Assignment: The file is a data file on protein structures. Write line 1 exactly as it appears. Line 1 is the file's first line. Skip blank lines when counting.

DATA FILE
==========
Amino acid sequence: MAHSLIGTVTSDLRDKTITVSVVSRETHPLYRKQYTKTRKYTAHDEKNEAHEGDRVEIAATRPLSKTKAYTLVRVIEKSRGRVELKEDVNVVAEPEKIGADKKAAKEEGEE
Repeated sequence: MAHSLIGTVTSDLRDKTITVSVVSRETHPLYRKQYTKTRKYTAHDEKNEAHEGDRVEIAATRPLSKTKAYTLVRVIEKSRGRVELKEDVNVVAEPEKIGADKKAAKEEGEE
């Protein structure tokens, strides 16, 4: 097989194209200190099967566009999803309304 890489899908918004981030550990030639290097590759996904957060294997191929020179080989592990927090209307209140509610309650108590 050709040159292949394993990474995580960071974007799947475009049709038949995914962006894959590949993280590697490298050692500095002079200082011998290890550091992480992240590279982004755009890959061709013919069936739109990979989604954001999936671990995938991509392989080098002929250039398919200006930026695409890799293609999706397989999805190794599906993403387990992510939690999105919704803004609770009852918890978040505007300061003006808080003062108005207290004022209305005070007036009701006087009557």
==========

Amino acid sequence: MAHSLIGTVTSDLRDKTITVSVVSRETHPLYRKQYTKTRKYTAHDEKNEAHEGDRVEIAATRPLSKTKAYTLVRVIEKSRGRVELKEDVNVVAEPEKIGADKKAAKEEGEE